FacebookTwitterGoogle+RedditEmail

Grief, Relief and the Stingy West

The horrific aftermath of the Indian Ocean tsunami has revealed what many in the world have known for a long time: Western nations are eager to exploit the under privileged, but slow to lend a helping hand in times of crisis.

In the past 72 hours we have all witnessed the scenes of devastation and carnage that has engulfed 10 nations. And we have seen Jan Egeland, the UN’s chief of emergency relief, speak eloquently of the stingy response of wealthy donor nations. Within hours outgoing Bush mouth piece Colin Powell staged a theatrically aggrieved retort wherein he said that the US is not stingy, and the US is the largest donor nation. Oh, is that so? But Mr. Egeland never mentioned the US by name, so why doth thou protest so much Colin?

Powell’s paranoid defense of American largesse came despite the fact that the sinking US dollar means that the contribution from the EU overwhelms that pledged by the US.

But the tragic facts remain: donations from wealthy countries have been shrinking steadily since the nineteen sixties.

On the other hand the spread of Western based industry into these very nations affected has been growing. All under the banner of Globalism. The sweat shop workers churning out the clothes you wear, or the soldiers guarding pipelines for precious oil. Don’t forget the forest companies and mining operations laying waste to virgin land in their unquenchable thirst for deposits of gold and minerals.

The brown people of the planet are getting to see once again the true nature of the white world. Ruled by power, money, and greed, the lacklustre response from the world’s wealthiest nations to this unimaginable disaster is a portent of things to come.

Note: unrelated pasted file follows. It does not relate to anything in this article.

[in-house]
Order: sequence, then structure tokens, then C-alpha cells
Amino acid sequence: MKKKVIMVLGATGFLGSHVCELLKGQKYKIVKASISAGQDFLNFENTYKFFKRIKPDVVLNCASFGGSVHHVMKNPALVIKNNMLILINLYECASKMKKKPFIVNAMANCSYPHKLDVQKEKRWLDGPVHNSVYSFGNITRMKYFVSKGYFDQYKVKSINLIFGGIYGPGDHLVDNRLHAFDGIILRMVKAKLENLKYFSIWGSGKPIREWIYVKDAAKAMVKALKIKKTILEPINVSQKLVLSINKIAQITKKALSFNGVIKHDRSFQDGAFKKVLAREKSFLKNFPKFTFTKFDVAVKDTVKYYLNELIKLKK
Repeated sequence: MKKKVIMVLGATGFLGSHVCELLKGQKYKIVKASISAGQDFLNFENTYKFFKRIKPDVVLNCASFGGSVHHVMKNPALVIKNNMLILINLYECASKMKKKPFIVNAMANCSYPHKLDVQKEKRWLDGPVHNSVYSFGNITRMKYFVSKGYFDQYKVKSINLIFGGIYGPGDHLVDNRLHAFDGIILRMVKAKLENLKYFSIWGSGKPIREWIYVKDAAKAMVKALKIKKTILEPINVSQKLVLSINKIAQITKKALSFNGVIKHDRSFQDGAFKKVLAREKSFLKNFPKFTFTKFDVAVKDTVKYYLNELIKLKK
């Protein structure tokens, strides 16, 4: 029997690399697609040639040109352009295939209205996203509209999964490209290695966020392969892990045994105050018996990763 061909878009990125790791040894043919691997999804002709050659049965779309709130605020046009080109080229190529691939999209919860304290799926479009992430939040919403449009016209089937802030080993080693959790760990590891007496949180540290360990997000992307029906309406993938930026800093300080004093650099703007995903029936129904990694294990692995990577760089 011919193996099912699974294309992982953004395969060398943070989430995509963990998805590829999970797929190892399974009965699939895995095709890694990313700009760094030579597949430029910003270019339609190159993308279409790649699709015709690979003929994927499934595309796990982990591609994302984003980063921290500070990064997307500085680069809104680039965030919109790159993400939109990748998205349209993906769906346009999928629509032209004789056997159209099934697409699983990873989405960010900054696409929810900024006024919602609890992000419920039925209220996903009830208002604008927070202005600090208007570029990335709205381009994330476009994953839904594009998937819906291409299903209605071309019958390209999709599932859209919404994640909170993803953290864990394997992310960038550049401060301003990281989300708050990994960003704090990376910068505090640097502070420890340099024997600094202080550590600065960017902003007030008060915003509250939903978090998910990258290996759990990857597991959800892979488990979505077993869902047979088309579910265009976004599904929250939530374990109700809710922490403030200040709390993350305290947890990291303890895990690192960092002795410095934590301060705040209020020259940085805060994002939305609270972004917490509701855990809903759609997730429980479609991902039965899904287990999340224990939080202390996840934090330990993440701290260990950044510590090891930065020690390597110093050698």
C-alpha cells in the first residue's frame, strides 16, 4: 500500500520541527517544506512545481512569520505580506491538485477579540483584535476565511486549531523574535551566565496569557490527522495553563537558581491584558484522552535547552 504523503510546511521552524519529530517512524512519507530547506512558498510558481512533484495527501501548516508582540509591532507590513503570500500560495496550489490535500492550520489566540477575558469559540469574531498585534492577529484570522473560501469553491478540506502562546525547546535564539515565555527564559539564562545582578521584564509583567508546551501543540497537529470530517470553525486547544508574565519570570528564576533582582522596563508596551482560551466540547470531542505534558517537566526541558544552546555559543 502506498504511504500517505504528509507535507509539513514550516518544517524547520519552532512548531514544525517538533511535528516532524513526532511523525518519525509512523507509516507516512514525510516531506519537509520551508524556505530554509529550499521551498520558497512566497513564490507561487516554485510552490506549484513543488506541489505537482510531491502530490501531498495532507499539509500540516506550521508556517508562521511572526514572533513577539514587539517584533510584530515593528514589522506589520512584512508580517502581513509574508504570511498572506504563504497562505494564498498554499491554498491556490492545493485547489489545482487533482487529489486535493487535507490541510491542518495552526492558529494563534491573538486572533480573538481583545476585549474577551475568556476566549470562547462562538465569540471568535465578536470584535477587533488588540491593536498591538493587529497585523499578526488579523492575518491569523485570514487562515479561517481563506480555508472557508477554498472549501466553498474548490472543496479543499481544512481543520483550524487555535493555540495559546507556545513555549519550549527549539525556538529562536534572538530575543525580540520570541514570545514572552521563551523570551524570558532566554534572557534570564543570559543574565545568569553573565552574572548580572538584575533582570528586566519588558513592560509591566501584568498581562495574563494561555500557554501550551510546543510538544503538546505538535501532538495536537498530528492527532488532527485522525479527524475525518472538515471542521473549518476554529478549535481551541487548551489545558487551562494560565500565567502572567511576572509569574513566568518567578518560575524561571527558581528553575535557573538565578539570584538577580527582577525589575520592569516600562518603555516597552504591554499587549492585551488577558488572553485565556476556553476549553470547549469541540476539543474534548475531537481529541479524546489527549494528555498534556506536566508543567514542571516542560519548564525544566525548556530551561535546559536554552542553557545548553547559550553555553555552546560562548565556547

This is a model for the future. As global climate change becomes reality disasters on this scale will gradually become more and more frequent. And the cost to insurers and aid agencies will skyrocket. There will come a time when a line will have to be drawn. A time will come when the orchestra will be asked to continue playing as the ship goes down with those passengers in steerage who simply can not get out. There are only life boats for the rich, don’t you know. Sorry. Can’t swim? Try drowning.

In response to the tsunami disaster the Canadian government had initially pledged an underwhelming one million dollars in relief money. How can one put a value on such an insulting amount? In a moment of unbridled guilt the government increased this pathetic figure to a total of four million dollars. Adding to this insult, Canada’s Disaster Relief Response Team (DART), which is capable of setting up a water purification system and field hospital anywhere in the world, has been kept on the shelf. “It’s not needed, says the government. This while aid workers in all the affected nations are crying out for fresh drinking water as the number one need for the survivors of the tsunami.

Today the news from the White House is that the United States, after it’s churlish and paranoid response to UN representative Jan Egeland’s comments about stinginess, have undergone a Scrooge-like epiphany and have decided to lead a multi-national relief effort. Again attempting to do an end run around the UN. Again attempting to show the world who is in charge.